April 30, 2019
Series: Brilliant Activities for Birth Educators - You Don't Say? Learning the Phases and Stages of Labor
By: Mallory Emerson, LCCE | 2 Comments
Today’s Brilliant Activities for Birth Educators activity comes from doula and LCCE Mallory Emerson. Mallory is a frequent contributor to Connecting the Dots with lots of fun and creative ideas. Today, Mallory talks about using quotes from families who have already birthed to help expectant families learn more about the phases and stages of labor. If you love these Brilliant Activities for Birth Educators series and want to read more of them, you can find all the posts here. - Sharon Muza, Connecting the Dots Blog Manager.
It can be difficult to help pregnant families understand the wide range of possibilities in labor. Many families want a very clear roadmap of how things will go, what they will experience, how they will feel. In classes, I often repeat the phrase “every labor and birth is unique.” One way that I like to bring this home is through an activity using quotes from the various stages of labor and postpartum. Hearing the experiences straight from other families can really help get the point across and help families open themselves to the reality that their birth will bring.
For this activity, I have a number of slips of paper that are divided into groups based on stages of labor (early, active, transition, 2nd stage, 3rd/4th stage/postpartum). Each slip of paper has a quote either from a birthing person or a partner. Some are directly taken from families I have worked with and some are based on common experiences that many families share after their birth. Some of the quotes are in the present tense, taken from something said during the birth. Others are in the past tense, reflecting on the experiences after the fact. I have 5-10 quotes for each stage.
When can you do this activity?
Most recently, I have used these in a one-day class. After reviewing the start and stages of labor and watching a video of normal birth, the class came back from a break and broke into groups.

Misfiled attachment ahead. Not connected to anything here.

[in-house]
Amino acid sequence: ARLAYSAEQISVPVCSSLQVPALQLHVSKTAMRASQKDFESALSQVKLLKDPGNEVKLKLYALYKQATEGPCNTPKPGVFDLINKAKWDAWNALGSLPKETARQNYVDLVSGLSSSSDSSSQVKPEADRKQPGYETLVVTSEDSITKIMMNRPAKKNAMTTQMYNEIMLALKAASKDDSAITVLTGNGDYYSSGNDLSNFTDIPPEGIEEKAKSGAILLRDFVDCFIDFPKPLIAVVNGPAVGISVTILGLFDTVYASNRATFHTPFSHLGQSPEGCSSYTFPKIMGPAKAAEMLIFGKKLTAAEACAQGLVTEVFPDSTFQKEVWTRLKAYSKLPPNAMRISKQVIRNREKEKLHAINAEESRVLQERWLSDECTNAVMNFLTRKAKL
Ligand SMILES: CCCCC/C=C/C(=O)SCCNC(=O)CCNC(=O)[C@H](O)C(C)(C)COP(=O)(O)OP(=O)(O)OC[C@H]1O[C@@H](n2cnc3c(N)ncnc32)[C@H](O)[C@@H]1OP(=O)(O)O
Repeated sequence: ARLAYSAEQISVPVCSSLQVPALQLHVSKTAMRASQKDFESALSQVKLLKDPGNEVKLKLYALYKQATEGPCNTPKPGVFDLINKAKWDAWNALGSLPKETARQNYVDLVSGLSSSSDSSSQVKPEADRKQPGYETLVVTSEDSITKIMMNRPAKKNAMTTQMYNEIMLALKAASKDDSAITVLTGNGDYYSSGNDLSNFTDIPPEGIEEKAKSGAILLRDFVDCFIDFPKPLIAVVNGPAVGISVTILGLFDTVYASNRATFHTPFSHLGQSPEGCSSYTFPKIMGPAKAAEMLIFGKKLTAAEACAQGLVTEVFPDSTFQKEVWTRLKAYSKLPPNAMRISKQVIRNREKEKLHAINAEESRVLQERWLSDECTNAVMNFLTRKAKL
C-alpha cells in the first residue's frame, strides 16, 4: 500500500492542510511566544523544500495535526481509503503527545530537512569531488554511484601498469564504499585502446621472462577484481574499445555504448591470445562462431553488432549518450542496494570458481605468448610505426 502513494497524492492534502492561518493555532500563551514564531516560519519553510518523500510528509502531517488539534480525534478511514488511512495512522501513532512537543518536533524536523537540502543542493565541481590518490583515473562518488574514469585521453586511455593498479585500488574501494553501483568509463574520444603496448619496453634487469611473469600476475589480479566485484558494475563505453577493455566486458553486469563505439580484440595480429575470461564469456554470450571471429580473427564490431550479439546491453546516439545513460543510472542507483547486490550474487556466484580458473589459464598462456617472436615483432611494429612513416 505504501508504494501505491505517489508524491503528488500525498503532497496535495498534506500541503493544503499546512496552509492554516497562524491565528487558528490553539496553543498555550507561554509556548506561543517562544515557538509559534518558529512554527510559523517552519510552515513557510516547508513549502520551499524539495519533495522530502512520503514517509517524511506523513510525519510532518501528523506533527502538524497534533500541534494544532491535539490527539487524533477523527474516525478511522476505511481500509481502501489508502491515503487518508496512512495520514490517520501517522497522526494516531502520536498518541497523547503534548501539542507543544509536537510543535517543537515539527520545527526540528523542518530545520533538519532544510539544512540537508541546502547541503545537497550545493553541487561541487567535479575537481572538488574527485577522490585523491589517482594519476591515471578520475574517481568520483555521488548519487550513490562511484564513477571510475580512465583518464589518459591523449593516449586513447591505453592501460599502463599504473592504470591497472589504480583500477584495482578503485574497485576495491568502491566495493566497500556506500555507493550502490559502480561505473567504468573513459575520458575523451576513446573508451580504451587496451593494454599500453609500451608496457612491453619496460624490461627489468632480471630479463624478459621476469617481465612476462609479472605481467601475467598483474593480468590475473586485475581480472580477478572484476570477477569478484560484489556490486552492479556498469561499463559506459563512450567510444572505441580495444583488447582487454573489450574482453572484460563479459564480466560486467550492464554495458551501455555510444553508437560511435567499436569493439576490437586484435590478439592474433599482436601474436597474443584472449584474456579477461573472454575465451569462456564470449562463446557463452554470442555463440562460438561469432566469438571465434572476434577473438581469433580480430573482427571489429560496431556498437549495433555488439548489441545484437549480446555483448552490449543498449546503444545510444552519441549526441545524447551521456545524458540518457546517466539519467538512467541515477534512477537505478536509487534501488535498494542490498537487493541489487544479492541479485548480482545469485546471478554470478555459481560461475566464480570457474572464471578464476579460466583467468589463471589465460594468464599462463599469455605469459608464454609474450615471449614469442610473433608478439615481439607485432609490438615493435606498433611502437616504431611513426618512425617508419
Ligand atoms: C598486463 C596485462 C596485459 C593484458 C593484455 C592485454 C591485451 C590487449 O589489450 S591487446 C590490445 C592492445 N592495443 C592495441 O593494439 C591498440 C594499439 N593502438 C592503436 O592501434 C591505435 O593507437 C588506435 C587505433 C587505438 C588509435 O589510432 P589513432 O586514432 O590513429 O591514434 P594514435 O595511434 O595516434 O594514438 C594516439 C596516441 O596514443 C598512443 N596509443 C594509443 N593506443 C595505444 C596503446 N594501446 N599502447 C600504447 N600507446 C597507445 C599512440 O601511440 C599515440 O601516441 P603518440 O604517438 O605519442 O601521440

In my six-week series, I might use this in the 2nd week when we dig into the progression of normal, physiological labor. You could also bring it in week three for an ice breaker or check-in to review the experiences of labor before diving into meds/interventions.
How to conduct the activity
In my one-day class, I gave each group a set of quotes and their job was to read through them and decide which stage of labor their set came from. The stages of labor overview was still up on the whiteboard during this time.
After several minutes doing this in their groups, we came back together and I asked “Who thinks they’ve got early labor?” and the group with that set of quotes would share. Questions would come up and we’d dive into concerns, misconceptions, or other points along the way. If multiple groups thought they were in the same stage of labor, we’d read through some of the quotes and figure it out together.
You could also use these during initial exploration of the stages of labor. Each quote would generate discussion and understanding of the qualities of each stage of labor. You would supplement with information about dilation, contraction timing, etc. as you move through the activity.
What parents say about this activity
Families in my classes have loved this! The groups that have early, active and transition almost always are confused about which phase they have because some of the quotes seem very different. It leads to a great discussion about how everyone’s labor experience can vary. When I use this activity before we do any labor practice, I notice more families really getting into their roles, practicing breathing more seriously, and focusing on how the pregnant person might feel or what they might want during intense contractions. They ask great questions about specific coping and comfort techniques. And I get fewer questions about “when is the best time in labor to use the hip squeeze?” or “when will I feel like getting in the bath?” This activity helps them grasp that things are not quite that predictable.
I often keep these quotes in my folder for a class even if I haven’t built it specifically into the lesson plan for that day -- it is a quick and easy activity to add in if there is extra time (how often does that actually happen??).
About Mallory Emerson
Mallory Emerson is a childbirth educator and doula in the Seattle area. She currently teaches Great Starts classes with Parent Trust for Washington Children and is passionate about providing evidence-based information to new families so that they can confidently navigate the decisions of pregnancy, birth, and parenthood. Mallory first trained with the Simkin Center for Allied Birth Vocations at Bastyr University in 2014. She is a Great Starts certified educator and also completed the Passion for Birth training before becoming a Lamaze Certified Childbirth Educator in 2017. Mallory is a DONA-trained Birth Doula serving the greater Seattle area and is currently working towards DONA certification. You can learn more about Mallory on her website, MalloryEmerson.com.
TagsChildbirth education Brilliant Activities For Birth Educators Stages Of Labor Series: Brilliant Activities For Birth Educators Mallory Emerson